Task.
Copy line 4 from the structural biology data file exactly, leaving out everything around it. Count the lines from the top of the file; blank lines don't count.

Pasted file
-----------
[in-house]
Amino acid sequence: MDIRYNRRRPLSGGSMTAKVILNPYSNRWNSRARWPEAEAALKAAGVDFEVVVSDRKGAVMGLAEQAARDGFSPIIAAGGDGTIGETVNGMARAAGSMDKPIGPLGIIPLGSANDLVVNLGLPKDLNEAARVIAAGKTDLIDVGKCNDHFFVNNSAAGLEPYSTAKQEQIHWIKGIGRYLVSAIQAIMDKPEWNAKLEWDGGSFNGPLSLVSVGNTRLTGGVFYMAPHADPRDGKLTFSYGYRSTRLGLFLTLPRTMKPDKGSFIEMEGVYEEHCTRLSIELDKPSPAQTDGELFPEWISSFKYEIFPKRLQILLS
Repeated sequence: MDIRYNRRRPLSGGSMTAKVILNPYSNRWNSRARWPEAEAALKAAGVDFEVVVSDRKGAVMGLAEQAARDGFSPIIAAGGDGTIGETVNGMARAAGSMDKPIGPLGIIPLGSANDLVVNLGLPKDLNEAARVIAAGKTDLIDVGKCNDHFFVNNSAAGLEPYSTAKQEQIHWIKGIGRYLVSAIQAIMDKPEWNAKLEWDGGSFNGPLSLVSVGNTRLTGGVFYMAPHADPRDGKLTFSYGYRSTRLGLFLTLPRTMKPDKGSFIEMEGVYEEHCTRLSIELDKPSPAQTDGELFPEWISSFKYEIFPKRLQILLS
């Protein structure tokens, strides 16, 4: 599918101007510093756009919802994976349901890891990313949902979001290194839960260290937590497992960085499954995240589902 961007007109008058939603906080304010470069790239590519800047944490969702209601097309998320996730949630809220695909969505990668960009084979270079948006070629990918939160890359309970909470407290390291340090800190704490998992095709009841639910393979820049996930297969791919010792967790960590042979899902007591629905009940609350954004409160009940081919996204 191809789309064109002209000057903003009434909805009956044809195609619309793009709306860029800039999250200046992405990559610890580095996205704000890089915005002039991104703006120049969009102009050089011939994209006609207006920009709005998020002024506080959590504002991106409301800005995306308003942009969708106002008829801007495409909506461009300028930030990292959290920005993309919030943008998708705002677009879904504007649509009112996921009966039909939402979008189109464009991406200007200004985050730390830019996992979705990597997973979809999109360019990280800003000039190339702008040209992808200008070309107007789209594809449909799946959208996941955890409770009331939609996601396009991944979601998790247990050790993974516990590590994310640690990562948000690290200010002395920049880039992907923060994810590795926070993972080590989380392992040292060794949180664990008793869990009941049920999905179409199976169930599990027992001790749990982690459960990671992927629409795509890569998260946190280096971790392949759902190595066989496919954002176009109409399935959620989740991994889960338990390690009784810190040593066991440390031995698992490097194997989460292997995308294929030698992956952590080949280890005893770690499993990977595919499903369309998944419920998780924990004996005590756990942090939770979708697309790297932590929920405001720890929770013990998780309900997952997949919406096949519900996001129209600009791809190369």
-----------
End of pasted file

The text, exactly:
């Protein structure tokens, strides 16, 4: 599918101007510093756009919802994976349901890891990313949902979001290194839960260290937590497992960085499954995240589902 961007007109008058939603906080304010470069790239590519800047944490969702209601097309998320996730949630809220695909969505990668960009084979270079948006070629990918939160890359309970909470407290390291340090800190704490998992095709009841639910393979820049996930297969791919010792967790960590042979899902007591629905009940609350954004409160009940081919996204 191809789309064109002209000057903003009434909805009956044809195609619309793009709306860029800039999250200046992405990559610890580095996205704000890089915005002039991104703006120049969009102009050089011939994209006609207006920009709005998020002024506080959590504002991106409301800005995306308003942009969708106002008829801007495409909506461009300028930030990292959290920005993309919030943008998708705002677009879904504007649509009112996921009966039909939402979008189109464009991406200007200004985050730390830019996992979705990597997973979809999109360019990280800003000039190339702008040209992808200008070309107007789209594809449909799946959208996941955890409770009331939609996601396009991944979601998790247990050790993974516990590590994310640690990562948000690290200010002395920049880039992907923060994810590795926070993972080590989380392992040292060794949180664990008793869990009941049920999905179409199976169930599990027992001790749990982690459960990671992927629409795509890569998260946190280096971790392949759902190595066989496919954002176009109409399935959620989740991994889960338990390690009784810190040593066991440390031995698992490097194997989460292997995308294929030698992956952590080949280890005893770690499993990977595919499903369309998944419920998780924990004996005590756990942090939770979708697309790297932590929920405001720890929770013990998780309900997952997949919406096949519900996001129209600009791809190369």